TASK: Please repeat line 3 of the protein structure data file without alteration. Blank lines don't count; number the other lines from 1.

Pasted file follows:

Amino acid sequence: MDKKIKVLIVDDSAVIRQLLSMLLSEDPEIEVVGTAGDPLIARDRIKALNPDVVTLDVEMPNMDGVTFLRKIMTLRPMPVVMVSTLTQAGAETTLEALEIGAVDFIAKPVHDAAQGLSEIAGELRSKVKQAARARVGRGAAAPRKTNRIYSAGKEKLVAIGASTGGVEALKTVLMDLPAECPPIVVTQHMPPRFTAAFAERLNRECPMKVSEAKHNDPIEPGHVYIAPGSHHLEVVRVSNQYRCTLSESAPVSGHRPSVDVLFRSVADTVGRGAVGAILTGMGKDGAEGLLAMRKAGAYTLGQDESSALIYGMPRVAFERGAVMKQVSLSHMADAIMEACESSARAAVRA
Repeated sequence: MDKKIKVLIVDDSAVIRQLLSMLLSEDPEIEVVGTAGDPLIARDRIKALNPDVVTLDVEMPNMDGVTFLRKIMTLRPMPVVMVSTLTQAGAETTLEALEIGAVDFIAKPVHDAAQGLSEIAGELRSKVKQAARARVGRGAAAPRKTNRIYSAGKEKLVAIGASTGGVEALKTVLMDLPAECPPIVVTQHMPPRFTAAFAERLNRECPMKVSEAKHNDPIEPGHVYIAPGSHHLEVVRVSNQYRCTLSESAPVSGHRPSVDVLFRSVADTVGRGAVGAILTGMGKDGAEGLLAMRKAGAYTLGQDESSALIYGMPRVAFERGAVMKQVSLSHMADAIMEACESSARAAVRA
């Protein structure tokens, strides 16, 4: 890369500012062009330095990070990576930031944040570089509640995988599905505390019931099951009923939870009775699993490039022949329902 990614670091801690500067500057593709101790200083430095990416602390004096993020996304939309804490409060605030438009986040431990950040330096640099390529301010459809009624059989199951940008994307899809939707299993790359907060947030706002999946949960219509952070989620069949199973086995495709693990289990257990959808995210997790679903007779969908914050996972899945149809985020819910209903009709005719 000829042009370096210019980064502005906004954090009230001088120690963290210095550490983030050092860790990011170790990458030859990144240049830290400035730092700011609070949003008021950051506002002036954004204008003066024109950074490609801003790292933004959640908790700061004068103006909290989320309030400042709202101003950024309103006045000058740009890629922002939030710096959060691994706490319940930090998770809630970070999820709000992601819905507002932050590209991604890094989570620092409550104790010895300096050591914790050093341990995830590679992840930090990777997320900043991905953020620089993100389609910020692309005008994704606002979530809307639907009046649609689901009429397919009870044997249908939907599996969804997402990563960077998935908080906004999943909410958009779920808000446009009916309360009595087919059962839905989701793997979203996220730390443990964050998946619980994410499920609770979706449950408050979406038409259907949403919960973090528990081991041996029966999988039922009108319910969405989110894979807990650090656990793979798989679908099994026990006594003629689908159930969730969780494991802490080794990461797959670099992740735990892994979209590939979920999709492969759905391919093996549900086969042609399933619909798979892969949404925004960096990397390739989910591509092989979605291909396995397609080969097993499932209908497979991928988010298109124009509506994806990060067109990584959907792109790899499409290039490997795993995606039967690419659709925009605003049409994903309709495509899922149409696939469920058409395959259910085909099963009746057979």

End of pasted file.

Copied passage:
């Protein structure tokens, strides 16, 4: 890369500012062009330095990070990576930031944040570089509640995988599905505390019931099951009923939870009775699993490039022949329902 990614670091801690500067500057593709101790200083430095990416602390004096993020996304939309804490409060605030438009986040431990950040330096640099390529301010459809009624059989199951940008994307899809939707299993790359907060947030706002999946949960219509952070989620069949199973086995495709693990289990257990959808995210997790679903007779969908914050996972899945149809985020819910209903009709005719 000829042009370096210019980064502005906004954090009230001088120690963290210095550490983030050092860790990011170790990458030859990144240049830290400035730092700011609070949003008021950051506002002036954004204008003066024109950074490609801003790292933004959640908790700061004068103006909290989320309030400042709202101003950024309103006045000058740009890629922002939030710096959060691994706490319940930090998770809630970070999820709000992601819905507002932050590209991604890094989570620092409550104790010895300096050591914790050093341990995830590679992840930090990777997320900043991905953020620089993100389609910020692309005008994704606002979530809307639907009046649609689901009429397919009870044997249908939907599996969804997402990563960077998935908080906004999943909410958009779920808000446009009916309360009595087919059962839905989701793997979203996220730390443990964050998946619980994410499920609770979706449950408050979406038409259907949403919960973090528990081991041996029966999988039922009108319910969405989110894979807990650090656990793979798989679908099994026990006594003629689908159930969730969780494991802490080794990461797959670099992740735990892994979209590939979920999709492969759905391919093996549900086969042609399933619909798979892969949404925004960096990397390739989910591509092989979605291909396995397609080969097993499932209908497979991928988010298109124009509506994806990060067109990584959907792109790899499409290039490997795993995606039967690419659709925009605003049409994903309709495509899922149409696939469920058409395959259910085909099963009746057979």